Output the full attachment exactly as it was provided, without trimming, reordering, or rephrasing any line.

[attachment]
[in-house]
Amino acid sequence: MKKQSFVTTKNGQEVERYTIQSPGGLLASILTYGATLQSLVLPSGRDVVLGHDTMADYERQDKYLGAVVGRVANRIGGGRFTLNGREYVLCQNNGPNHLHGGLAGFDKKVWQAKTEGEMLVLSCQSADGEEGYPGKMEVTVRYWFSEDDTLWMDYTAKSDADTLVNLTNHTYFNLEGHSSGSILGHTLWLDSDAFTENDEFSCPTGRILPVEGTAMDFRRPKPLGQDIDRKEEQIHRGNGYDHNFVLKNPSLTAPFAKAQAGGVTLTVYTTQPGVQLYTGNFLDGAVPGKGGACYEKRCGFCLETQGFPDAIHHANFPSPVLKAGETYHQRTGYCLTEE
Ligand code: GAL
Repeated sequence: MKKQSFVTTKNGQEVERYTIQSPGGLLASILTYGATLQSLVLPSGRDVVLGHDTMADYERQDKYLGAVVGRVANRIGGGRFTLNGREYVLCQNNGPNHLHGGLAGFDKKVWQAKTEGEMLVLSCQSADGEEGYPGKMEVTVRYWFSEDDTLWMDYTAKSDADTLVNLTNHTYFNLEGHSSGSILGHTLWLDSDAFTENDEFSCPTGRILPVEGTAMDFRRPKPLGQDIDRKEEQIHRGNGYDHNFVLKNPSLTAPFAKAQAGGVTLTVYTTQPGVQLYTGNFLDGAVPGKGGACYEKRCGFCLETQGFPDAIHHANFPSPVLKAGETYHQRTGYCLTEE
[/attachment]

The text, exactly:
[in-house]
Amino acid sequence: MKKQSFVTTKNGQEVERYTIQSPGGLLASILTYGATLQSLVLPSGRDVVLGHDTMADYERQDKYLGAVVGRVANRIGGGRFTLNGREYVLCQNNGPNHLHGGLAGFDKKVWQAKTEGEMLVLSCQSADGEEGYPGKMEVTVRYWFSEDDTLWMDYTAKSDADTLVNLTNHTYFNLEGHSSGSILGHTLWLDSDAFTENDEFSCPTGRILPVEGTAMDFRRPKPLGQDIDRKEEQIHRGNGYDHNFVLKNPSLTAPFAKAQAGGVTLTVYTTQPGVQLYTGNFLDGAVPGKGGACYEKRCGFCLETQGFPDAIHHANFPSPVLKAGETYHQRTGYCLTEE
Ligand code: GAL
Repeated sequence: MKKQSFVTTKNGQEVERYTIQSPGGLLASILTYGATLQSLVLPSGRDVVLGHDTMADYERQDKYLGAVVGRVANRIGGGRFTLNGREYVLCQNNGPNHLHGGLAGFDKKVWQAKTEGEMLVLSCQSADGEEGYPGKMEVTVRYWFSEDDTLWMDYTAKSDADTLVNLTNHTYFNLEGHSSGSILGHTLWLDSDAFTENDEFSCPTGRILPVEGTAMDFRRPKPLGQDIDRKEEQIHRGNGYDHNFVLKNPSLTAPFAKAQAGGVTLTVYTTQPGVQLYTGNFLDGAVPGKGGACYEKRCGFCLETQGFPDAIHHANFPSPVLKAGETYHQRTGYCLTEE